Do Look Up: The Impressive Lyrids Meteor Shower Is Soaring Through the Skies This Month
Head away from the city lights — or even out to your backyard or balcony — and peer at the sky.
April 13, 2022
Been spending the first few months of 2022 pondering the future? That's only natural whenever a new year hits, especially a couple of years into a pandemic. Over the coming weeks, however, you might want to look to the skies as well — and feast your eyes on the night sky.
Across the second half of April each year, the Lyrids Meteor Shower sets the sky ablaze. This year, it's doing just that from April 14–30. It might not be as famous as Halley's Comet, but it's still very impressive. Plus, rather than only being visible every 75 years (the next Halley's Comet sighting is in 2061), you can catch the Lyrids annually.
In 2022, the Lyrids will be at its most spectacular over Friday, April 22 and Saturday, April 23. For folks located Down Under, you'll want to peer upwards early on the Saturday morning. Here's how to catch a glimpse from your backyard.
WHAT IS IT
The Lyrids Meteor Shower is named after constellation Lyra, which is where the meteor shower appears to come from near star Vega, and is created by debris from comet Thatcher. While the comet, which takes about 415 years to orbit around the sun, won't be visible from Earth again until 2276, the Lyrids can be seen every autumn between around April 14–30. So, you can even pencil it in for next year. It's also the oldest recorded meteor shower, so there's that, too.
On average, you can see up to 18 meteors per hour, but the Lyrids are also known to have outbursts of nearly 100 meteors per hour. So, while no outburst is predicted for 2022, you could get lucky.
WHEN TO SEE IT
In Australia, the shower will reach a peak in the early morning of Saturday, April 23 according to Time and Date, but will still able to be seen either side of those dates between Thursday, April 14–Saturday, April 30. The best time to catch an eyeful is just before dawn after the moon has set, so around 4am.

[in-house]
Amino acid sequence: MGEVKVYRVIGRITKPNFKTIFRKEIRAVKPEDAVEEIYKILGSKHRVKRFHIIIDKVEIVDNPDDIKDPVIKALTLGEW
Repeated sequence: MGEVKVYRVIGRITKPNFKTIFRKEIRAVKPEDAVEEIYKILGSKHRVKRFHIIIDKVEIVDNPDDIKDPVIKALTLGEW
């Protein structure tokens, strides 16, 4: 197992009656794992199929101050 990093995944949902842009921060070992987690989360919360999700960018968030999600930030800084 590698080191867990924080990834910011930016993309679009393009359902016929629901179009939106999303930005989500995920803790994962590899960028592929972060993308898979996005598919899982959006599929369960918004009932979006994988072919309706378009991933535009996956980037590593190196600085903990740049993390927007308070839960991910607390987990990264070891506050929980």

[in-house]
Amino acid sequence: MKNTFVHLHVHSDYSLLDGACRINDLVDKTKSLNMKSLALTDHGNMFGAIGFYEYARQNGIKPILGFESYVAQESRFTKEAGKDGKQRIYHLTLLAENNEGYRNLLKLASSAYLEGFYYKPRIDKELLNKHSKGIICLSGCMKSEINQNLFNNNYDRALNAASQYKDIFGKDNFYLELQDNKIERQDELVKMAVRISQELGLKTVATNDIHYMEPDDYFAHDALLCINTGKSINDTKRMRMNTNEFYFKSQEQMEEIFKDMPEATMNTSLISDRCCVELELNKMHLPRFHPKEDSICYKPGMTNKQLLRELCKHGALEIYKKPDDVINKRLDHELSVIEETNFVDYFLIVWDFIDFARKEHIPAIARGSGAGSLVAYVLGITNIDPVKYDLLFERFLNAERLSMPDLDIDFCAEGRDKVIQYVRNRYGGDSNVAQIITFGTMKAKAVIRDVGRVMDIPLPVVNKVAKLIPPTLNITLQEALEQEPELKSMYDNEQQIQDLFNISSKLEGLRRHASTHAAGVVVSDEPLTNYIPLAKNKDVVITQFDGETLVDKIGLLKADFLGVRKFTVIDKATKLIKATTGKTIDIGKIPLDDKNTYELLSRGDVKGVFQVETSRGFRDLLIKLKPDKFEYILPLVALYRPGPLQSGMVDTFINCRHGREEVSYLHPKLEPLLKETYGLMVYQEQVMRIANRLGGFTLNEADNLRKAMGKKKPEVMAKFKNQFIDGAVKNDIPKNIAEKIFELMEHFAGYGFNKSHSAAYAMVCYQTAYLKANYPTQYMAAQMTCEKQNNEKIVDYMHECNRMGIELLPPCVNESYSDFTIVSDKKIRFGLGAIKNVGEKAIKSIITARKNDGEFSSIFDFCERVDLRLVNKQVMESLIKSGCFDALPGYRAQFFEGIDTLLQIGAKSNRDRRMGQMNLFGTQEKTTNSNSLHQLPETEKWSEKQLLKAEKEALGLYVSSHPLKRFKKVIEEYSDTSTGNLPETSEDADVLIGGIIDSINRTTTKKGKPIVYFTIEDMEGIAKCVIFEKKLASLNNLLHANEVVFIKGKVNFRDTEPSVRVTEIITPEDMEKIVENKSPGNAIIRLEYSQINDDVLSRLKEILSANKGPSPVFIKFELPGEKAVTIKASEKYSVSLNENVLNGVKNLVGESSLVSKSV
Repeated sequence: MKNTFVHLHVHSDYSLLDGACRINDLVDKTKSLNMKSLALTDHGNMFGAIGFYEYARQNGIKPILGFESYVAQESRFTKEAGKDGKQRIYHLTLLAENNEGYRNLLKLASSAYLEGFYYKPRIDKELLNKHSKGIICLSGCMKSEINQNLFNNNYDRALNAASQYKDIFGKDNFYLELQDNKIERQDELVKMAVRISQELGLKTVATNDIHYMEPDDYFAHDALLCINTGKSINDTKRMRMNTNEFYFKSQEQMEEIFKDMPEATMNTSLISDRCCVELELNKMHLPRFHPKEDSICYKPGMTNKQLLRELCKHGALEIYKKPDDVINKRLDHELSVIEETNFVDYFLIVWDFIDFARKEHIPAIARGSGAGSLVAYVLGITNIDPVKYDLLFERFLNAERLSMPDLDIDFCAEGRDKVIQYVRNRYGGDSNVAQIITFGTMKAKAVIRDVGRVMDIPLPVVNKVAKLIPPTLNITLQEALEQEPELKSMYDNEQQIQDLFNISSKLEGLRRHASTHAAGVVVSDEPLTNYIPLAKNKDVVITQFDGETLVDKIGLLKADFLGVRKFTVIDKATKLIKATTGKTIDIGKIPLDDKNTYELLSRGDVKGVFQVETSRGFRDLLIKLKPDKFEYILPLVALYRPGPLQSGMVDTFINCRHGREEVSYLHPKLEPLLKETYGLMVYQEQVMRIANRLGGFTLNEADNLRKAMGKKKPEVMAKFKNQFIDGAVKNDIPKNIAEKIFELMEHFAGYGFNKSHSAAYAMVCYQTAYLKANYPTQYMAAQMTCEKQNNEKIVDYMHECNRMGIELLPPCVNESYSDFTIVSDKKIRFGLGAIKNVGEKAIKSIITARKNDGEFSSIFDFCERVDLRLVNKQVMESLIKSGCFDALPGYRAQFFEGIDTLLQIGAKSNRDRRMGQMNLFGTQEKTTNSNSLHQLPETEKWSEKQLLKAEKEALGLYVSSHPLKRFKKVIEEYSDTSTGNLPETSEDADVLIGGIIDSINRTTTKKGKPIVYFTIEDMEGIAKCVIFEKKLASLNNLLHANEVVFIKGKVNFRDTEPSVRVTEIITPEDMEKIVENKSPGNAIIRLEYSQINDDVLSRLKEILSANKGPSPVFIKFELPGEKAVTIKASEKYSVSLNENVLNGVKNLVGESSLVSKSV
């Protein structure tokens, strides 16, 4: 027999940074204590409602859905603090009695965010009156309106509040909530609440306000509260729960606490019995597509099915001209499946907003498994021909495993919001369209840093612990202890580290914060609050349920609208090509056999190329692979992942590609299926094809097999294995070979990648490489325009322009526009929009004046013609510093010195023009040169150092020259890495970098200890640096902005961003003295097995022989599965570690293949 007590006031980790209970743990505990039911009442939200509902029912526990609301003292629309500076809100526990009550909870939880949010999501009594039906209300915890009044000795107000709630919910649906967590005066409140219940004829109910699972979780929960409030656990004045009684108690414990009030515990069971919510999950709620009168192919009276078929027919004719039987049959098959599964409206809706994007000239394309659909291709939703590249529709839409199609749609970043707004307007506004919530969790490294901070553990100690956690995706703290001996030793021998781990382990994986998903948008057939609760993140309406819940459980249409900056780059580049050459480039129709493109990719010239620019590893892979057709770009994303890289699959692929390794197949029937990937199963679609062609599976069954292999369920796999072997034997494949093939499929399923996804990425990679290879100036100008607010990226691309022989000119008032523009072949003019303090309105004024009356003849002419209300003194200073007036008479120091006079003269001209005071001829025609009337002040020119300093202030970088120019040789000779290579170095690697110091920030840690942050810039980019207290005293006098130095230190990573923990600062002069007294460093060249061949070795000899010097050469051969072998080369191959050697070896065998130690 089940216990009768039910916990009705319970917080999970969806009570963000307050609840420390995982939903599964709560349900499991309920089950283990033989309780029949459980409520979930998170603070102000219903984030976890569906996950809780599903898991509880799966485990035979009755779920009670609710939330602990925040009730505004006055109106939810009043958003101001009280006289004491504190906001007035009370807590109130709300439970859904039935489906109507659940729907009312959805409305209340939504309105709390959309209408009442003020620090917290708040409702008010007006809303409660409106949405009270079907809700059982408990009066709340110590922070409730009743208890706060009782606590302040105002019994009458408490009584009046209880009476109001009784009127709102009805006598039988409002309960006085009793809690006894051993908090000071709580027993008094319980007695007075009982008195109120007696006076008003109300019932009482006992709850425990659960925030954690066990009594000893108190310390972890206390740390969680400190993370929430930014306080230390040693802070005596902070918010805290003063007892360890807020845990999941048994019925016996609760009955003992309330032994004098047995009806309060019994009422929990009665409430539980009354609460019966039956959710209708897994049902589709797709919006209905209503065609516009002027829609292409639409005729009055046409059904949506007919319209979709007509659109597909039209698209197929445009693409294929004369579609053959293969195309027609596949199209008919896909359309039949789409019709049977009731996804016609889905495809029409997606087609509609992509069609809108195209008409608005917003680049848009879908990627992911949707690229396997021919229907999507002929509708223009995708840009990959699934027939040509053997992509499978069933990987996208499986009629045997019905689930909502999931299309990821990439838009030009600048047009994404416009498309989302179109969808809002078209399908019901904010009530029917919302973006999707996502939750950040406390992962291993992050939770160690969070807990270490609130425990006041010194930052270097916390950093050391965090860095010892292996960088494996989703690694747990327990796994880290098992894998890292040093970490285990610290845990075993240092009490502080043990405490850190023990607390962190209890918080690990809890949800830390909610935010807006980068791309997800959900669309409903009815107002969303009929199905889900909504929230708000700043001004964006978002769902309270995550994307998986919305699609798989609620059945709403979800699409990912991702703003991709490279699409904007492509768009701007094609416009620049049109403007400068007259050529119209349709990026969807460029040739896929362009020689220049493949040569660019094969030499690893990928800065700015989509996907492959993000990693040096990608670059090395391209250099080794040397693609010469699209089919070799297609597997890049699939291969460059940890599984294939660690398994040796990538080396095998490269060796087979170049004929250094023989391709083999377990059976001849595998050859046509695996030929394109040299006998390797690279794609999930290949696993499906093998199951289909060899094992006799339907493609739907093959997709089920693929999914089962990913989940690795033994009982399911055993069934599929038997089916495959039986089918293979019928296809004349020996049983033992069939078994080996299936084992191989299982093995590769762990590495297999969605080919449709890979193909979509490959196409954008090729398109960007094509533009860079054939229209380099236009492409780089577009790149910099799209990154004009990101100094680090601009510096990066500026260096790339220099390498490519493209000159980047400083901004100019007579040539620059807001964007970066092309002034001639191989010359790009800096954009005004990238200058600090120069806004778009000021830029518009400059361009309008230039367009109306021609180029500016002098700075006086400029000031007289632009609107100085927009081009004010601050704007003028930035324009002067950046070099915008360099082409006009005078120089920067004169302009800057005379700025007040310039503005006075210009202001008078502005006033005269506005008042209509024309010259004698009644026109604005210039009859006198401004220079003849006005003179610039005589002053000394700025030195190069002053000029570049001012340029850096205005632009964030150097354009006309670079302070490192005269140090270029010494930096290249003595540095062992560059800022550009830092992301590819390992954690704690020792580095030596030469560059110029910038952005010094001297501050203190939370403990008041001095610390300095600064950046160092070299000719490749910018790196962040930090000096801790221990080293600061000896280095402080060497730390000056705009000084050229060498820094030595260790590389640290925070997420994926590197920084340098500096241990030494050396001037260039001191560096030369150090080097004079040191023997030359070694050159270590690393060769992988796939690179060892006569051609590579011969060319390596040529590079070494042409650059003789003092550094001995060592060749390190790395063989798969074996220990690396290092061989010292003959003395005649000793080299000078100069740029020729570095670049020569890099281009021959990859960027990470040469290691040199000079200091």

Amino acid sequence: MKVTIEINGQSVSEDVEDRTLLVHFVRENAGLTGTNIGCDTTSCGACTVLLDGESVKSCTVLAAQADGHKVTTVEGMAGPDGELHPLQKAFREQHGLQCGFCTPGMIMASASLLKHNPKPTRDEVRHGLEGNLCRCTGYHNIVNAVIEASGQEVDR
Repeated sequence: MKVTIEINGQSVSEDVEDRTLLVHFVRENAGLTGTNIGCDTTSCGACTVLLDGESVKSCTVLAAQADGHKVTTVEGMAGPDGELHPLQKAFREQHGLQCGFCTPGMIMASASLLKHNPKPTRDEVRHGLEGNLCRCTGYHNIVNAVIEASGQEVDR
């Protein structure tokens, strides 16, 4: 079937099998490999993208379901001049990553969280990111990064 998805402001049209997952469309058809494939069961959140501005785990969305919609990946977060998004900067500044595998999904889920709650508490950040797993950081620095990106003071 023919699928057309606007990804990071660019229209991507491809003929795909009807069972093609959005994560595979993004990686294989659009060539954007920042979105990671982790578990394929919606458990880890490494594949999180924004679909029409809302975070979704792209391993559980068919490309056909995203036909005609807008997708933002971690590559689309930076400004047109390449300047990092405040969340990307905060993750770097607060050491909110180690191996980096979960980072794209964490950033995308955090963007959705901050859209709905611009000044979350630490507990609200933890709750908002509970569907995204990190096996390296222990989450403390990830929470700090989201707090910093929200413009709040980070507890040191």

At that time, you'll be in the running to see meteors moving at about 177,000 kilometres per hour, shining extraordinarily brightly and leaving a long wake. The shower's cause is, essentially, the Earth getting in the comet's way, causing stardust to fry up in the atmosphere.
HOW TO SEE IT
When a meteor shower lights up the sky, getting as far away from light pollution as possible is the best way to get a prime view. If you can't do that, you can still take a gander from your backyard or balcony.
To help locate the Lyrids, we recommend downloading the Sky Map app — it's the easiest way to navigate the night sky (and is a lot of fun to use even on a non-meteor shower night). If you're more into specifics, Time and Date also have a table that shows the direction and altitude of the Lyrids. The site updates these details daily.
The one caveat: the weather. If showers or cloud pop up, they could present problems in terms of visibility. So, keep an eye on the forecast if you're making plans to head to a prime viewing location.
Top image: Mike Lewinski via Flickr.
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